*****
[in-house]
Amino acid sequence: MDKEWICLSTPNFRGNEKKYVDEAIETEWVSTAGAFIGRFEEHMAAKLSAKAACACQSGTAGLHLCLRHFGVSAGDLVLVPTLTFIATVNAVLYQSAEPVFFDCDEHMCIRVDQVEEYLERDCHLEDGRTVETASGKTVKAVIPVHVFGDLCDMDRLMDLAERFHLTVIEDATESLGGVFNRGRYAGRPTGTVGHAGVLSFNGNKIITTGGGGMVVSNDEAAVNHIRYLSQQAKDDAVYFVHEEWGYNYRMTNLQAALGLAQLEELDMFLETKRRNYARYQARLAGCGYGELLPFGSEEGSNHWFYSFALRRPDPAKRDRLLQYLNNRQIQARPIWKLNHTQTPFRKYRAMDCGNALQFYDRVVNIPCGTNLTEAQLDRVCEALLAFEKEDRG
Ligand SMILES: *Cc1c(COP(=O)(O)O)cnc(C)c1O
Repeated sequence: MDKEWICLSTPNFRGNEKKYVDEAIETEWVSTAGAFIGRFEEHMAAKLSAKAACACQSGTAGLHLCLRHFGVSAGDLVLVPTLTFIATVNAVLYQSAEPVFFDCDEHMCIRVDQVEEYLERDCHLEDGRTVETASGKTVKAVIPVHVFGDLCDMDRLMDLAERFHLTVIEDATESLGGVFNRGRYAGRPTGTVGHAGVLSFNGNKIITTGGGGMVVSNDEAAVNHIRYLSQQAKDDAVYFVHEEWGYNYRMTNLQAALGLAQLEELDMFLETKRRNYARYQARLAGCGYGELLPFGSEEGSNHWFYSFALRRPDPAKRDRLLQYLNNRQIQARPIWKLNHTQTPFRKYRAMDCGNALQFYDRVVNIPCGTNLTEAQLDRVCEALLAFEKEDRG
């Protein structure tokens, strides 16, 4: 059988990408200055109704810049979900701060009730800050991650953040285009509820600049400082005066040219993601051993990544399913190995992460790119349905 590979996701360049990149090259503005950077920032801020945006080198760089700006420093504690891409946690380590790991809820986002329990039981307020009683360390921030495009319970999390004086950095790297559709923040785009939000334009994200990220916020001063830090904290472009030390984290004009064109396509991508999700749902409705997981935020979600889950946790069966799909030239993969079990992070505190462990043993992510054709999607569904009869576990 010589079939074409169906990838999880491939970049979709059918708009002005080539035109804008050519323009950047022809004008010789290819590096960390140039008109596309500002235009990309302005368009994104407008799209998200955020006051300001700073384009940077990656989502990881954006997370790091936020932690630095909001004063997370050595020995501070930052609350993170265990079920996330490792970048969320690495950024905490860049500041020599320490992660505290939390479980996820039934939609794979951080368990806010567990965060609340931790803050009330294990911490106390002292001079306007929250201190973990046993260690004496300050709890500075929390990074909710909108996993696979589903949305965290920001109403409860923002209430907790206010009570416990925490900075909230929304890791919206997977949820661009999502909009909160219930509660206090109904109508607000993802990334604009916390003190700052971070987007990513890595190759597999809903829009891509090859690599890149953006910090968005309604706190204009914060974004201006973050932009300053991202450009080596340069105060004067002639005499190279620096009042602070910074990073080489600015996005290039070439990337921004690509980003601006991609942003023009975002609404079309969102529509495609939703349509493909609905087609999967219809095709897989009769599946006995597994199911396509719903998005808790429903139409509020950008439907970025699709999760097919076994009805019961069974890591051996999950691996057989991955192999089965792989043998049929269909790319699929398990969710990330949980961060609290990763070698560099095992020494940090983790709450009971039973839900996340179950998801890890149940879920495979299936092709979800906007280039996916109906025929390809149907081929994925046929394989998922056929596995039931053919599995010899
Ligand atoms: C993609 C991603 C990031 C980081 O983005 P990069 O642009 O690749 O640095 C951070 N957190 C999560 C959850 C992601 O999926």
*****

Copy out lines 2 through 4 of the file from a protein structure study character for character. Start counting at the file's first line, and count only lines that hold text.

Amino acid sequence: MDKEWICLSTPNFRGNEKKYVDEAIETEWVSTAGAFIGRFEEHMAAKLSAKAACACQSGTAGLHLCLRHFGVSAGDLVLVPTLTFIATVNAVLYQSAEPVFFDCDEHMCIRVDQVEEYLERDCHLEDGRTVETASGKTVKAVIPVHVFGDLCDMDRLMDLAERFHLTVIEDATESLGGVFNRGRYAGRPTGTVGHAGVLSFNGNKIITTGGGGMVVSNDEAAVNHIRYLSQQAKDDAVYFVHEEWGYNYRMTNLQAALGLAQLEELDMFLETKRRNYARYQARLAGCGYGELLPFGSEEGSNHWFYSFALRRPDPAKRDRLLQYLNNRQIQARPIWKLNHTQTPFRKYRAMDCGNALQFYDRVVNIPCGTNLTEAQLDRVCEALLAFEKEDRG
Ligand SMILES: *Cc1c(COP(=O)(O)O)cnc(C)c1O
Repeated sequence: MDKEWICLSTPNFRGNEKKYVDEAIETEWVSTAGAFIGRFEEHMAAKLSAKAACACQSGTAGLHLCLRHFGVSAGDLVLVPTLTFIATVNAVLYQSAEPVFFDCDEHMCIRVDQVEEYLERDCHLEDGRTVETASGKTVKAVIPVHVFGDLCDMDRLMDLAERFHLTVIEDATESLGGVFNRGRYAGRPTGTVGHAGVLSFNGNKIITTGGGGMVVSNDEAAVNHIRYLSQQAKDDAVYFVHEEWGYNYRMTNLQAALGLAQLEELDMFLETKRRNYARYQARLAGCGYGELLPFGSEEGSNHWFYSFALRRPDPAKRDRLLQYLNNRQIQARPIWKLNHTQTPFRKYRAMDCGNALQFYDRVVNIPCGTNLTEAQLDRVCEALLAFEKEDRG